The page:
The more over excited your puppy is the more likely they are to bite through playing, maintaining excitement levels is especially important, you must recognize when your puppy is becoming over excited and help calm them down. Pick your puppy up holding them firmly, take them away from anything that’s causing the excitement and gently speak to them in a calm voice, if this doesn’t help place your puppy in their crate to calm down.

Please don’t give up on your puppy just because they go through a bad teething stage as this is expected and a natural behavior for puppies, all responsible dog owners must do research prior to buying a puppy.

Below I’ve listed a couple of essentials items you will need to have for bringing your puppy home:

  • Puppy pads
    • Old towel/blanket
    • Crate or harness and seatbelt adaptor
    • Small travel bowl
    • Water bottle
    • Wet wipes
    • Poo bags
    • Small toy

I know you may want to cuddle and hold your puppy for the car journey home but we must think of the puppies safety first, Rule 57 of the Highway Code states: When in a vehicle make sure dogs or other animals are suitably restrained so they cannot distract you while you are driving or injure you, or themselves, if you stop quickly. A seat belt harness, pet carrier, dog cage or dog guard are ways of restraining animals in cars. Failure to do so could cost you up to £5,000 worth of fines!

Making car travel more comfortable for your pet:

Before leaving to collect your puppy I would recommend getting the car set up, a crate in the back with puppy pads (incase of any accidents), a little bed or blanket and toy will help make the whole experience comfortable, secure and cuddly for your puppy. Having a little box or bag with all the items listed above will make the journey easier for you, having everything on hand incase you need it.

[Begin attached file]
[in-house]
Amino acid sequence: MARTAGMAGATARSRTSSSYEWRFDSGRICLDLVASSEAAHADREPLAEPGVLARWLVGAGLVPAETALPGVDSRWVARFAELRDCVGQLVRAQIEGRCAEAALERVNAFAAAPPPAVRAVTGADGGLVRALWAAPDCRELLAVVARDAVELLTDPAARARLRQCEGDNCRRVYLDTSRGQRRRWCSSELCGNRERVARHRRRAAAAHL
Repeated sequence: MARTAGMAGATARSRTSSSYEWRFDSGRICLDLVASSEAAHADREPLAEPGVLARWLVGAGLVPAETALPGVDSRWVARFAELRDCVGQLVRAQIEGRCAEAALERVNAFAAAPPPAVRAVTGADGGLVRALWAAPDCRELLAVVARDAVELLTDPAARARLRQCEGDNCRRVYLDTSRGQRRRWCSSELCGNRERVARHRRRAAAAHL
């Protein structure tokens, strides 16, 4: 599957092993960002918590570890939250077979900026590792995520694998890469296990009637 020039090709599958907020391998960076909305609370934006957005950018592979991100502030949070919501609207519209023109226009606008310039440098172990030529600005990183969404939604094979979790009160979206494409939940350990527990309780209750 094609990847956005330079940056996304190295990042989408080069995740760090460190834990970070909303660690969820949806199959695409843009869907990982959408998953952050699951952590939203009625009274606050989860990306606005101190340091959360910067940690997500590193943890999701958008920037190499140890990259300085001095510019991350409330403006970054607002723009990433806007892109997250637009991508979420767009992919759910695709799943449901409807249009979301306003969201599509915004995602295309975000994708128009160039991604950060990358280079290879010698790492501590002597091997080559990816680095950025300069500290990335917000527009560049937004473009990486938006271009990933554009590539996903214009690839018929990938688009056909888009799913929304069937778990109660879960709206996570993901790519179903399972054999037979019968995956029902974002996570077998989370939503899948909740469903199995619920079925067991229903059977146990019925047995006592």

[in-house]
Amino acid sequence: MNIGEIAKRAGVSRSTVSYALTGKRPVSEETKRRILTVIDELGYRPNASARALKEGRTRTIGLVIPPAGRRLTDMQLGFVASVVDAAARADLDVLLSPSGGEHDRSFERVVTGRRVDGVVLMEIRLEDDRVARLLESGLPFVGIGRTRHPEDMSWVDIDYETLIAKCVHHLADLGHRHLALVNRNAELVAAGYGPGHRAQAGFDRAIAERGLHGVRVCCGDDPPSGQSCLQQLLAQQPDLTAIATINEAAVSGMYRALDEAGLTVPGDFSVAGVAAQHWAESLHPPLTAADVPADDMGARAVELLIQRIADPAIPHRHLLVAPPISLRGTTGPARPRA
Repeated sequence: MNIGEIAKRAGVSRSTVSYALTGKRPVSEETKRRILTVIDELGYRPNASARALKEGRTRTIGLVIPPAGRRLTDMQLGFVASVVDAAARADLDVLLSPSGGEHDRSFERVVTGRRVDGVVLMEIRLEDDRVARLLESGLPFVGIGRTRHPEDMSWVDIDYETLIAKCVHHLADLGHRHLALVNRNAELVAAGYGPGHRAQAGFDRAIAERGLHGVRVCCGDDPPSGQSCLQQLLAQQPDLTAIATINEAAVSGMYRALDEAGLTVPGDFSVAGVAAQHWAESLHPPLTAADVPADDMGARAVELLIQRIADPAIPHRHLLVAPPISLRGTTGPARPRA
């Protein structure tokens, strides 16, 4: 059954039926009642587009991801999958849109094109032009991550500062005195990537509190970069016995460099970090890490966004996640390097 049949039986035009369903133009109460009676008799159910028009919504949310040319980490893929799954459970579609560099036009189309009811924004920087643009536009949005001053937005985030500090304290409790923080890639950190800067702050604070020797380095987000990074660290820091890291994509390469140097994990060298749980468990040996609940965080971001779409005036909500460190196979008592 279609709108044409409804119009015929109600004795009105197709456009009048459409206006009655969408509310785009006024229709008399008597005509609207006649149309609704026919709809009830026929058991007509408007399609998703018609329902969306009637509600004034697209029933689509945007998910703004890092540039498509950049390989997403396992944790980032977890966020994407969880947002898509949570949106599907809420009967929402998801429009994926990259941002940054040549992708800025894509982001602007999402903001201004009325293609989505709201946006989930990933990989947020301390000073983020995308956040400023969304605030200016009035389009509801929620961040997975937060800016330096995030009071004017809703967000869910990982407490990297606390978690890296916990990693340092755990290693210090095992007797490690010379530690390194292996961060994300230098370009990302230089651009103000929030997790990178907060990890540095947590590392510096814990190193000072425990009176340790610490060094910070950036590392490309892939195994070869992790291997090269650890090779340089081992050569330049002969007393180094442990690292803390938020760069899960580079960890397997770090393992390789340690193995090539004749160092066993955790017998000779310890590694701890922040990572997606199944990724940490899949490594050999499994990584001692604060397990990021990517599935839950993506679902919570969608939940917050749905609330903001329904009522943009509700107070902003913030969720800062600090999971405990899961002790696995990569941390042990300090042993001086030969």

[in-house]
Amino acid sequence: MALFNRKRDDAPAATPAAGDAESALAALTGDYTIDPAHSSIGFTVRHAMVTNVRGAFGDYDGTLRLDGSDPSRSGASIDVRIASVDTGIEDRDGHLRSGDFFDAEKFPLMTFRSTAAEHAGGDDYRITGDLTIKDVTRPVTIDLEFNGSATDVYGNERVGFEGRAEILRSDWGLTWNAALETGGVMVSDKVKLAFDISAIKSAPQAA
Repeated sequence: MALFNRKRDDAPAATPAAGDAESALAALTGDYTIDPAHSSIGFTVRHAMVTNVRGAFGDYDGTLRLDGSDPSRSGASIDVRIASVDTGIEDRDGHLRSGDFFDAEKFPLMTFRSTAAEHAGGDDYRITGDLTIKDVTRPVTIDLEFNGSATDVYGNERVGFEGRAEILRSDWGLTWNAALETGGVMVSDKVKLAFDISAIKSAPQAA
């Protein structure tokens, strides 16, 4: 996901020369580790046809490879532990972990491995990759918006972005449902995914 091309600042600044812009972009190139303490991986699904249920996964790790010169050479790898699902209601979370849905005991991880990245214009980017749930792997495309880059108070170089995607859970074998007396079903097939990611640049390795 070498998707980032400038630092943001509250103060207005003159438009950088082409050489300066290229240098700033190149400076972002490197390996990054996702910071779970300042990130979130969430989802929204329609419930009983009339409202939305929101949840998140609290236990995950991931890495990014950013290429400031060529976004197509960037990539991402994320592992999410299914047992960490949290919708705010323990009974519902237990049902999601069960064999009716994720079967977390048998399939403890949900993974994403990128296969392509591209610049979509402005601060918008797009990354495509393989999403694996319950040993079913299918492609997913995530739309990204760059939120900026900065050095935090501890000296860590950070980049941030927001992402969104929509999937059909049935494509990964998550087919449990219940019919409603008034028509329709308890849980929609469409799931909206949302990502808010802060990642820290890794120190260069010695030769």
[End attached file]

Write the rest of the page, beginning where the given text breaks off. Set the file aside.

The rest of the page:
Some puppies have no problem travelling in the car and others will at first hate it.

  • We don’t feed our puppies the morning of the day they are going just incase they get car sickness. Its always best to feed them after a car journey, this gives the puppy’s a chance to digest their food.


  • Take a break. If you’re taking your pet on a longer journey, make sure they have a chance to have a drink of water. Especially if it’s a warm day or if you notice your puppy is dribbling a lot and panting heavily.


  • Keep them cool. Be aware of your puppies temperature, because they covered in hair they get warm easily, to help with this you can put the air conditioning on or open a window little to keep them cool.


  • Don’t your puppy in the car. Puppies and dogs can’t cool themselves down the same way we can, and the last thing you want to happen is your puppy overheating. Winding down the window and parking the car in the shade is not enough to keep them cool.


  • By starting young. Puppies who are used to travelling in the car from a young age are much more likely to be relaxed and happy during car trips. This is part of ‘socialisation’. Introduce them to the car as early as you can. Start out with introducing them to the parked car and getting them used to sitting in it with you, then start making short trips. Build up to longer journeys, but make sure they usually end in something fun like getting a treat or a walk. Make these experiences as positive as possible, with lots of treats and fun days out.

Training your Pomsky, Chowski or Shiba Inu Puppy to its new home environment…

Toilet training Teaching your dog to ‘go’ in all the right places, sometimes house training a puppy or newly adopted dog can seem difficult and be very frustrating. However, many puppies and dogs can be house trained in around two weeks, as long as you stick to the following rules.

  • The key to house training your puppy well and quickly is to give him as many opportunities as possible to get it right. It really is that simple! The more times he is rewarded for going to the toilet in the right place, the quicker he will learn.
  • However, equally important is that you must ignore any mistakes that he makes during this training. If you give him attention (even though it isn’t ‘nice’ attention) when he gets it wrong, you’ll only confuse him and training will take much longer.

How? – the basics
• First of all, find somewhere that you can confine your dog where you don’t mind ‘accidents’ happening but this is only for times when you cannot supervise him during training. This could be an indoor kennel or an area penned off in the kitchen. It should be somewhere that he will still feel part of the family. This has to be a relatively small area, which will discourage him from going to the toilet there. Place his bedding and water in his safe area and also use this space to feed him in.